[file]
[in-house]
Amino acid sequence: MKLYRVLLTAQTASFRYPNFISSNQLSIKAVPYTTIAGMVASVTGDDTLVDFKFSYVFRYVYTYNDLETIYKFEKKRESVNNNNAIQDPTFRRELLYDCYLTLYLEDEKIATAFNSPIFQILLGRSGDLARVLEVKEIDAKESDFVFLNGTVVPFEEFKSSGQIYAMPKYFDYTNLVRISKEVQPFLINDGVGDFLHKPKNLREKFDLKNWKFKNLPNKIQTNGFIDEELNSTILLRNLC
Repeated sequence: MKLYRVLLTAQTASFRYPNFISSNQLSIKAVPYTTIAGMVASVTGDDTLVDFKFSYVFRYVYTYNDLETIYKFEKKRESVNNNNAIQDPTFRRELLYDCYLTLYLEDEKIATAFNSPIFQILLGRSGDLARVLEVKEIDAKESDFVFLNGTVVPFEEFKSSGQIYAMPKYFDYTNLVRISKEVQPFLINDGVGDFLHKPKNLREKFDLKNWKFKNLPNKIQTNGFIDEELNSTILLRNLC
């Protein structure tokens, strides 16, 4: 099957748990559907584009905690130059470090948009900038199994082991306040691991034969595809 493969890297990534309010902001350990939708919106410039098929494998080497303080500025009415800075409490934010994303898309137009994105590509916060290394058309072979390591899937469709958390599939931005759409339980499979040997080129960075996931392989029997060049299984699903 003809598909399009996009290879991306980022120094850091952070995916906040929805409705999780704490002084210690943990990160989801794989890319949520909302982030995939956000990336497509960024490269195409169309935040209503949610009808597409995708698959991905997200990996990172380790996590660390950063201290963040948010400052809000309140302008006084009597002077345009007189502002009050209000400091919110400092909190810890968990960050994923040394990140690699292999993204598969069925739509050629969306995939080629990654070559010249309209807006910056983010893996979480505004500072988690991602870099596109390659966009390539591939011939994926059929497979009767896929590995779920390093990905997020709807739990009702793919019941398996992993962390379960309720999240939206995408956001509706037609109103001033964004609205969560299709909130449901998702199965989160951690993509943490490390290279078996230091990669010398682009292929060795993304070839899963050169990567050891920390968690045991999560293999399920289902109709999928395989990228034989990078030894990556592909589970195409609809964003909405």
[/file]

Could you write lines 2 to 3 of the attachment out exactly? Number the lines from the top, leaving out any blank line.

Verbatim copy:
Amino acid sequence: MKLYRVLLTAQTASFRYPNFISSNQLSIKAVPYTTIAGMVASVTGDDTLVDFKFSYVFRYVYTYNDLETIYKFEKKRESVNNNNAIQDPTFRRELLYDCYLTLYLEDEKIATAFNSPIFQILLGRSGDLARVLEVKEIDAKESDFVFLNGTVVPFEEFKSSGQIYAMPKYFDYTNLVRISKEVQPFLINDGVGDFLHKPKNLREKFDLKNWKFKNLPNKIQTNGFIDEELNSTILLRNLC
Repeated sequence: MKLYRVLLTAQTASFRYPNFISSNQLSIKAVPYTTIAGMVASVTGDDTLVDFKFSYVFRYVYTYNDLETIYKFEKKRESVNNNNAIQDPTFRRELLYDCYLTLYLEDEKIATAFNSPIFQILLGRSGDLARVLEVKEIDAKESDFVFLNGTVVPFEEFKSSGQIYAMPKYFDYTNLVRISKEVQPFLINDGVGDFLHKPKNLREKFDLKNWKFKNLPNKIQTNGFIDEELNSTILLRNLC